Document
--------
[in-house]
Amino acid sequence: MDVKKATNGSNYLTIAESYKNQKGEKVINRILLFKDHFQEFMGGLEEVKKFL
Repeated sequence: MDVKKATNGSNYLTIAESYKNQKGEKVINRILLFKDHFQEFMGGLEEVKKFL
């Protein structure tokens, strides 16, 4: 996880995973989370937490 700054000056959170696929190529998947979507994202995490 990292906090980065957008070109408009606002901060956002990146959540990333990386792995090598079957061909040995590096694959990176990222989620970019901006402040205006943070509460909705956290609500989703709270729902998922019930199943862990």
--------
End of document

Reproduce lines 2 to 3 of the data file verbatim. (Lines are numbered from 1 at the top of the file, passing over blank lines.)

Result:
Amino acid sequence: MDVKKATNGSNYLTIAESYKNQKGEKVINRILLFKDHFQEFMGGLEEVKKFL
Repeated sequence: MDVKKATNGSNYLTIAESYKNQKGEKVINRILLFKDHFQEFMGGLEEVKKFL